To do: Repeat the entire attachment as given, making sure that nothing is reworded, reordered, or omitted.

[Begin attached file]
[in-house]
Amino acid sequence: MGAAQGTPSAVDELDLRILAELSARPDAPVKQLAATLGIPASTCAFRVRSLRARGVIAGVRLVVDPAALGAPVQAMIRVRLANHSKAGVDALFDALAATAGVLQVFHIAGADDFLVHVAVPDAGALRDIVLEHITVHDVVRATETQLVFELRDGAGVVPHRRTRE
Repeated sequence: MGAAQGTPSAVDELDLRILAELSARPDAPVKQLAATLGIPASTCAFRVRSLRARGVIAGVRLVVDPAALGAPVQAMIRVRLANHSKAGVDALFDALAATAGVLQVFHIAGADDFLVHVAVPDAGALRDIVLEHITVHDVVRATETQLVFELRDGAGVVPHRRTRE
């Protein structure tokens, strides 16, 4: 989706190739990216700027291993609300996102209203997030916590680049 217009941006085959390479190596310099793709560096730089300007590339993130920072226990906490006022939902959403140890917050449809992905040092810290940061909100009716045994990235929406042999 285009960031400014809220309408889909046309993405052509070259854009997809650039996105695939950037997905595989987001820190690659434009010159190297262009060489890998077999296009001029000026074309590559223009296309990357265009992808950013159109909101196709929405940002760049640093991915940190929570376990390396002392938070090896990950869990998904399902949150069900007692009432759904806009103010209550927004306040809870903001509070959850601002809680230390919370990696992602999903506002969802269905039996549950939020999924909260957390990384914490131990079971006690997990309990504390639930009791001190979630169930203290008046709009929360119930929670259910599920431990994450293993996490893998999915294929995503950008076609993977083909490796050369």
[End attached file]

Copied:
[in-house]
Amino acid sequence: MGAAQGTPSAVDELDLRILAELSARPDAPVKQLAATLGIPASTCAFRVRSLRARGVIAGVRLVVDPAALGAPVQAMIRVRLANHSKAGVDALFDALAATAGVLQVFHIAGADDFLVHVAVPDAGALRDIVLEHITVHDVVRATETQLVFELRDGAGVVPHRRTRE
Repeated sequence: MGAAQGTPSAVDELDLRILAELSARPDAPVKQLAATLGIPASTCAFRVRSLRARGVIAGVRLVVDPAALGAPVQAMIRVRLANHSKAGVDALFDALAATAGVLQVFHIAGADDFLVHVAVPDAGALRDIVLEHITVHDVVRATETQLVFELRDGAGVVPHRRTRE
């Protein structure tokens, strides 16, 4: 989706190739990216700027291993609300996102209203997030916590680049 217009941006085959390479190596310099793709560096730089300007590339993130920072226990906490006022939902959403140890917050449809992905040092810290940061909100009716045994990235929406042999 285009960031400014809220309408889909046309993405052509070259854009997809650039996105695939950037997905595989987001820190690659434009010159190297262009060489890998077999296009001029000026074309590559223009296309990357265009992808950013159109909101196709929405940002760049640093991915940190929570376990390396002392938070090896990950869990998904399902949150069900007692009432759904806009103010209550927004306040809870903001509070959850601002809680230390919370990696992602999903506002969802269905039996549950939020999924909260957390990384914490131990079971006690997990309990504390639930009791001190979630169930203290008046709009929360119930929670259910599920431990994450293993996490893998999915294929995503950008076609993977083909490796050369």